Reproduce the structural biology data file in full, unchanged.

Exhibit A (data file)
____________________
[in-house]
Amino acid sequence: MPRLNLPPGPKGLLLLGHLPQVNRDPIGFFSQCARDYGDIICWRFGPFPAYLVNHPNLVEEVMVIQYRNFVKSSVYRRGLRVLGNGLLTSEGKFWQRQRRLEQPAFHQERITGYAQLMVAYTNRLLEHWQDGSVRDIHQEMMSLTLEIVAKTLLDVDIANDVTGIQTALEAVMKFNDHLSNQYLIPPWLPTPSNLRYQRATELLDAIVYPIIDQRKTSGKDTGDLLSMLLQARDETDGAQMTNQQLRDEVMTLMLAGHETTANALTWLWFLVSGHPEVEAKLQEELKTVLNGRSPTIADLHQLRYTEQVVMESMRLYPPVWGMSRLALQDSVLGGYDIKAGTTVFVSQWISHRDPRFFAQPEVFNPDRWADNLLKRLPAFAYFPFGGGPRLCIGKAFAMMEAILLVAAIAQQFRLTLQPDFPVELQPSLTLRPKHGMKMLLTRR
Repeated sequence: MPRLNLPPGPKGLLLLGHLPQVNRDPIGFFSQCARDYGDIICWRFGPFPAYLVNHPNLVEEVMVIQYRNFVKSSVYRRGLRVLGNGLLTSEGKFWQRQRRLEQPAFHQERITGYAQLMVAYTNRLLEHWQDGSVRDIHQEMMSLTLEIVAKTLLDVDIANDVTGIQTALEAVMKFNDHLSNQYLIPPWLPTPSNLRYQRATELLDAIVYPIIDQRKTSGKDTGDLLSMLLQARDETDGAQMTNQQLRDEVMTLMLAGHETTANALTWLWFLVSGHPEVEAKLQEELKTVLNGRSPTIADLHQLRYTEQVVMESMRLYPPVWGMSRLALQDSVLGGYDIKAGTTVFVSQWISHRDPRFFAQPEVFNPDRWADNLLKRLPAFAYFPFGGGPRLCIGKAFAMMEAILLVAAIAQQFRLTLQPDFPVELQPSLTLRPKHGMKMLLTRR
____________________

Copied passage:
[in-house]
Amino acid sequence: MPRLNLPPGPKGLLLLGHLPQVNRDPIGFFSQCARDYGDIICWRFGPFPAYLVNHPNLVEEVMVIQYRNFVKSSVYRRGLRVLGNGLLTSEGKFWQRQRRLEQPAFHQERITGYAQLMVAYTNRLLEHWQDGSVRDIHQEMMSLTLEIVAKTLLDVDIANDVTGIQTALEAVMKFNDHLSNQYLIPPWLPTPSNLRYQRATELLDAIVYPIIDQRKTSGKDTGDLLSMLLQARDETDGAQMTNQQLRDEVMTLMLAGHETTANALTWLWFLVSGHPEVEAKLQEELKTVLNGRSPTIADLHQLRYTEQVVMESMRLYPPVWGMSRLALQDSVLGGYDIKAGTTVFVSQWISHRDPRFFAQPEVFNPDRWADNLLKRLPAFAYFPFGGGPRLCIGKAFAMMEAILLVAAIAQQFRLTLQPDFPVELQPSLTLRPKHGMKMLLTRR
Repeated sequence: MPRLNLPPGPKGLLLLGHLPQVNRDPIGFFSQCARDYGDIICWRFGPFPAYLVNHPNLVEEVMVIQYRNFVKSSVYRRGLRVLGNGLLTSEGKFWQRQRRLEQPAFHQERITGYAQLMVAYTNRLLEHWQDGSVRDIHQEMMSLTLEIVAKTLLDVDIANDVTGIQTALEAVMKFNDHLSNQYLIPPWLPTPSNLRYQRATELLDAIVYPIIDQRKTSGKDTGDLLSMLLQARDETDGAQMTNQQLRDEVMTLMLAGHETTANALTWLWFLVSGHPEVEAKLQEELKTVLNGRSPTIADLHQLRYTEQVVMESMRLYPPVWGMSRLALQDSVLGGYDIKAGTTVFVSQWISHRDPRFFAQPEVFNPDRWADNLLKRLPAFAYFPFGGGPRLCIGKAFAMMEAILLVAAIAQQFRLTLQPDFPVELQPSLTLRPKHGMKMLLTRR